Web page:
A Believer-In-Waiting's First Encounters With God

A Believer-In-Waiting's First Encounters With God

by Elizabeth Mahlou

Paperback

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Product Details

ISBN-13: 9781933455280
Publisher: MSI Press
Publication date: 09/16/2011
Pages: 154
Product dimensions: 6.00(w) x 9.00(h) x 0.33(d)

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A Believer-in-Waiting's First Encounters with God 3 out of 5 based on 0 ratings. 4 reviews.
Ceolach on LibraryThing 17 days ago
Mahou recounts a number of incidents in her life that most would deem to be merely coincidences, but that she describes as encounters with God. often these encounters are the result of a challenge she has issued, for instance bargaining with "God" that if a prayer is answered then she will begin attending church. She is initially reluctant to acknowledge these encounters as being authentic, spiritual events, but gradually accepts that God is becoming and intrinsic part of her life.This book follows her spiritual journey as she tries out different faith communities while seeking a closer relationship with the God whom she had initially refused to believe existed. it will appeal especially to those with more evangelical leanings.
vpfluke on LibraryThing 17 days ago
Elizabeth Mahlou (a nom de plume) has written a book of her spiritual voyage. Her earlier book, "Blest Atheist", which I have not read and is not widely available, recounts her conversion deep into adulthood.Her story is captivating, but because of its pseudonymous nature, one cannot always be sure of its veracity or context. Mahlou is married with four of her own children, plus three more that appear to have lived in her home. Two of her children have disabilities, and obviously championed their needs, and most of this before her conversion.She has worked in businesses on the international stage, and has lived in both Russia and the Near East, both places where she has used her considerable language skills. The book is entirely in English, but it might have been fun for her to have revealed this side of her life in a pointed way. She has pretty much led an unquiet life and she does zip around everywhere, but it was good to read her realization of her need for contemplation. She makes reference ot some of the great mystics, like Teresa ofAvila and St. John of the Cross. And she fiinds prayer before bed offsets her "supercharged" days.Mahlou has a well-honed moral sense and sees a lot of life through that sieve. For myself, I look for patterns in the lives of people around me, but often do not put judgments on them or stheir situations, so I had to realize how different my personality is from others when reading the book.When I read the very first part of the book, I was imagining a conversion into Orthodox Christianity (significant Russian experience), so I was surprised when she came into Catholicism. But perhaps God took note of her geographic location and laid out something of an unexpected path for her. But she became an avid Catholic and participates very readily in worship and religiou education.She mentions having locutions in her chapter on manifestations. She makes reference to the evangelical hymn, "Open my eyes that I may see vision of truth" and wonders why people who love this hymn have problems with physical manifestations of the words.I am attracted Mahlou's story, but she almost needs a good editor to help pull together the various loops of her story, so we might get a more connected narrative. I do realize that she is fearful of betraying the trust of those around her. She promises a third book in her saga.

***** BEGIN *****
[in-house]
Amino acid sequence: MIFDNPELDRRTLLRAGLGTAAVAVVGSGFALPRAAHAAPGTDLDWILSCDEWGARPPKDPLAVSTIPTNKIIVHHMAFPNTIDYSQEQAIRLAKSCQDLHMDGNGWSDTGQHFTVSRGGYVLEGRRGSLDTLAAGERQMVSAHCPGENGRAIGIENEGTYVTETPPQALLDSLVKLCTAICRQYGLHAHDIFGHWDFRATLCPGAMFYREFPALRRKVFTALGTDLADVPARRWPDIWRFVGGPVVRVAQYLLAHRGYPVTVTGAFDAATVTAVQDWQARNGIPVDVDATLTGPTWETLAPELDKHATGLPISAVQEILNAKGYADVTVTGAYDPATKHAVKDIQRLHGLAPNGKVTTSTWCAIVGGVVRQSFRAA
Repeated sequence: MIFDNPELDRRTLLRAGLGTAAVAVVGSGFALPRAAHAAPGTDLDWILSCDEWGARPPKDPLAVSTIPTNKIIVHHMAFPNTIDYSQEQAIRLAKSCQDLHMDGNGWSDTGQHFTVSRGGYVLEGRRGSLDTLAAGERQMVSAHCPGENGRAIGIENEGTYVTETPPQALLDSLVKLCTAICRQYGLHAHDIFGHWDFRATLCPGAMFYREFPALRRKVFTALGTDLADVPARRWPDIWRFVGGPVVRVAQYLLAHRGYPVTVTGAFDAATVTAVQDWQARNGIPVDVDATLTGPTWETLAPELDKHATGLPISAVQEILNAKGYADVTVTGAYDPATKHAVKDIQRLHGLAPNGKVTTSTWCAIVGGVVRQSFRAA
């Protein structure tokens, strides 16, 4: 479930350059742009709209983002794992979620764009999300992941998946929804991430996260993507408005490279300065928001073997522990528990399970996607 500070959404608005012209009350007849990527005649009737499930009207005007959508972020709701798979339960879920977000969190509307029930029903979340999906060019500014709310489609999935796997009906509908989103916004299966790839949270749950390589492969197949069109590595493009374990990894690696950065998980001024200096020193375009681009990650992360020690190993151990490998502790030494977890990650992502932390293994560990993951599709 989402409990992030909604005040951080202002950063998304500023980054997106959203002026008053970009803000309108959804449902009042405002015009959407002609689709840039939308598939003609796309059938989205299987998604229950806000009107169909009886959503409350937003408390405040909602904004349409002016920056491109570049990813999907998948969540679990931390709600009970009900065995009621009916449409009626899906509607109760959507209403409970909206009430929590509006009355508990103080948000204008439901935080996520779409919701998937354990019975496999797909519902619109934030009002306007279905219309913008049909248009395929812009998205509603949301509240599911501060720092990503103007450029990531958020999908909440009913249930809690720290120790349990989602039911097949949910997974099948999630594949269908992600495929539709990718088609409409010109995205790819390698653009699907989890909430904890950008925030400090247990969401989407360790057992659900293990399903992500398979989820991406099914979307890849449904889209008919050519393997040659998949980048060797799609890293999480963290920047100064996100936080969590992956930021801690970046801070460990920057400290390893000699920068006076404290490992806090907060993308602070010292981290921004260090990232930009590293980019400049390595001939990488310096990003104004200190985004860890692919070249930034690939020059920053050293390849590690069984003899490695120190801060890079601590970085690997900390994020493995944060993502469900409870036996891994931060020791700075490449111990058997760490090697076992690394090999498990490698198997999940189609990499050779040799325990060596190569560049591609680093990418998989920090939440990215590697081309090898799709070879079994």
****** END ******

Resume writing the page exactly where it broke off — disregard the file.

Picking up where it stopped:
tcarter on LibraryThing 17 days ago
In this book Elizabeth Mahlou shares her experiences of God in her first years of faith following a long life of atheism. She relates her understanding of how God has met with her in many different places and times with clarity, recounting what she has experienced. However, this is more than a book of subjective anecdotes because she has reflected on these experiences with the aid of the Bible, more experienced Christians, and the writings of Christians through history.I was encouraged by the humility and self deprecating nature of some of the stories shared, which provided a better balance than I found in Mahlou's previous book, "Blest Atheist".On the negative side, I found that the physical presentation of the book (which may have been a pre-pub copy) a little challenging, with not enough white space on the pages, pages falling out on first reading, and a few typos which had evaded the editor.Overall, though, a very encouraging book which I'm grateful for as I needed encouraging on the day that I read it.
morningrob on LibraryThing 17 days ago
I found this book rather strange. It is the author¿s story moving from being an atheist to a practicing Catholic. I should say I found that the author was truly explaining this movement within her life, how it has positively impacted her, and what it could mean for others. However, it was also a somewhat bizarre story and I am not sure where the different parts were moving.First, there were some incorrect theological positions. For example, she mentions that a priest was disappointed when she said that the Holy Spirit had come to her before Confirmation. This was because Catholicism teaches that the Holy Spirit only comes to a person at Confirmation. However, numerous documents, including the Catechism, show that this is incorrect. It is not so much a question of liberal/conservative as just confused.Second, there are these episodes of visions and mystical appearances. However, it is also wrapped up in ideas about occult. But she also seems to say that they are from God and they happened after her conversion. No matter what your thought about these issues, it is confusing to figure out what was from God and what was Occult.I would not recommend this book. It is just too confusing.